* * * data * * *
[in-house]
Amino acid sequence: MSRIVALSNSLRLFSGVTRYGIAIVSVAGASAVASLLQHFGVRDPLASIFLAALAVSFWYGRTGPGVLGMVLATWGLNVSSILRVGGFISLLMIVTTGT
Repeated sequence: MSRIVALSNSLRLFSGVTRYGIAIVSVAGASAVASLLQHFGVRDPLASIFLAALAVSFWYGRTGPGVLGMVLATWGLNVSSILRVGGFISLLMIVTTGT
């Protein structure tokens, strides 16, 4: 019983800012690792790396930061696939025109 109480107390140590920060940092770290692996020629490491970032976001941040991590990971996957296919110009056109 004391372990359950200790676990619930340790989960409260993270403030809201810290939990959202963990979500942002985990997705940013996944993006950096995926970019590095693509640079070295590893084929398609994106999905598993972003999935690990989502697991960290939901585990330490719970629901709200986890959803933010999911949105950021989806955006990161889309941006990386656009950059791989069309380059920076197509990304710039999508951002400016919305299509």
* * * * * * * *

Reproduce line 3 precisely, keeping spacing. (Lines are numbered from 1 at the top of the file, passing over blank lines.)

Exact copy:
Repeated sequence: MSRIVALSNSLRLFSGVTRYGIAIVSVAGASAVASLLQHFGVRDPLASIFLAALAVSFWYGRTGPGVLGMVLATWGLNVSSILRVGGFISLLMIVTTGT